Living With Insect Taste


Type IV Chemoreceptors on the ovipositor of Spodoptera litteralis (bar = 1 micron)
Photo Micrograph: SEADA & Colleagues*

The association of Lepidoptera with small groups of related plants is a well developed paradigm. Plants differ in their chemical defenses and caterpillars differ in their ability to detoxify chemicals. Caterpillars have limited mobility and cannot travel long distances to find an acceptable food plant. The decision as to what the caterpillar eats rest with the mother who must select where to place her eggs.

Many species of Lepidoptera contain arrays of receptors on the ovipositor including chemoreceptors. A study* of the ovipositor of the armyworm, Spodoptera littoralis found multiple arrays of sensory receptors. One type of receptor is a classic taste receptor.  Each receptor has multiple nerves that  responding to either Sweet, Salt, Caffeine and Water. The taste receptors allow the female moth to “taste” the plant and evaluate is potential as food for offspring prior to laying eggs.

*Mervat A. SEADA, Rickard IGNELL and Peter ANDERSON Morphology and distribution of ovipositor sensilla of female cotton leaf worm Spodoptera littoralis (Lepidoptera: Noctuidae), and evidence for gustatory function. Entomological Science (2016) 19, 9–19.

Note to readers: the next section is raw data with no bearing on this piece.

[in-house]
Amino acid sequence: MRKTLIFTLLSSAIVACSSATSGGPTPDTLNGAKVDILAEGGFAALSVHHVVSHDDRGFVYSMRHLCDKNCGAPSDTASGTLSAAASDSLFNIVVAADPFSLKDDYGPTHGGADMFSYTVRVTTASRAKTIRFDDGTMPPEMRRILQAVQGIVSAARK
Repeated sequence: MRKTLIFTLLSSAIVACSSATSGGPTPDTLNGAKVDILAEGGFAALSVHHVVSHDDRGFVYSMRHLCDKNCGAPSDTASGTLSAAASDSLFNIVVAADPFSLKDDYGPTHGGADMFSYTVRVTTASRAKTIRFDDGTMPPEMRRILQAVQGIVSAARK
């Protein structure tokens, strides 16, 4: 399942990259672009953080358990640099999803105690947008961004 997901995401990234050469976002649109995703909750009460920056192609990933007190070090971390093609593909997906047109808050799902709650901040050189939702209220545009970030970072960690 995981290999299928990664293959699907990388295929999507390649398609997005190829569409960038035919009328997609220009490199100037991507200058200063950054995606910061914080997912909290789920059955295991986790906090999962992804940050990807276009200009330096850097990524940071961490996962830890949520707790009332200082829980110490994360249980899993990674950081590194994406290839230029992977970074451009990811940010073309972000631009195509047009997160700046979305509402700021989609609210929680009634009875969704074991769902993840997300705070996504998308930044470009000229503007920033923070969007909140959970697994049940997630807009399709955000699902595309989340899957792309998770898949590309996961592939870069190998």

About jjneal

Jonathan Neal is an Associate Professor of Entomology at Purdue University and author of the textbook, Living With Insects (2010). This blog is a forum to communicate about the intersection of insects with people and policy. This is a personal blog. The opinions and materials posted here are those of the author and are in no way connected with those of my employer.
This entry was posted in behavior, by jjneal, Environment. Bookmark the permalink.

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